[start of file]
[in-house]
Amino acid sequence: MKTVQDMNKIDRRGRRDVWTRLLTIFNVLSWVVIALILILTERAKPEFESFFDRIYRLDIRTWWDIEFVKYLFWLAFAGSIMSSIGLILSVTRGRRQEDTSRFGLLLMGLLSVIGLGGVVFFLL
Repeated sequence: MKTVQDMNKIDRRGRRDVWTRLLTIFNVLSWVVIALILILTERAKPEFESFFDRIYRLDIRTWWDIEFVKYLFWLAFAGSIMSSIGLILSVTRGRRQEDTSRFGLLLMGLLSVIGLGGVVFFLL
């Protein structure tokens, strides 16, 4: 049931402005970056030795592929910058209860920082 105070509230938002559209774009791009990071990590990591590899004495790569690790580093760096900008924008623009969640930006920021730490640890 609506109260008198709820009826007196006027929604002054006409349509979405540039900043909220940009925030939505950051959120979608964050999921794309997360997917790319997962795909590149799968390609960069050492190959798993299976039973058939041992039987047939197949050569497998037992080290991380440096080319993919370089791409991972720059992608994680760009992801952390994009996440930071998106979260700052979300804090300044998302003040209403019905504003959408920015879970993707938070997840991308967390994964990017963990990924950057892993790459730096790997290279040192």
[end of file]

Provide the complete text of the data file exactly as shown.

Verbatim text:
[in-house]
Amino acid sequence: MKTVQDMNKIDRRGRRDVWTRLLTIFNVLSWVVIALILILTERAKPEFESFFDRIYRLDIRTWWDIEFVKYLFWLAFAGSIMSSIGLILSVTRGRRQEDTSRFGLLLMGLLSVIGLGGVVFFLL
Repeated sequence: MKTVQDMNKIDRRGRRDVWTRLLTIFNVLSWVVIALILILTERAKPEFESFFDRIYRLDIRTWWDIEFVKYLFWLAFAGSIMSSIGLILSVTRGRRQEDTSRFGLLLMGLLSVIGLGGVVFFLL
């Protein structure tokens, strides 16, 4: 049931402005970056030795592929910058209860920082 105070509230938002559209774009791009990071990590990591590899004495790569690790580093760096900008924008623009969640930006920021730490640890 609506109260008198709820009826007196006027929604002054006409349509979405540039900043909220940009925030939505950051959120979608964050999921794309997360997917790319997962795909590149799968390609960069050492190959798993299976039973058939041992039987047939197949050569497998037992080290991380440096080319993919370089791409991972720059992608994680760009992801952390994009996440930071998106979260700052979300804090300044998302003040209403019905504003959408920015879970993707938070997840991308967390994964990017963990990924950057892993790459730096790997290279040192």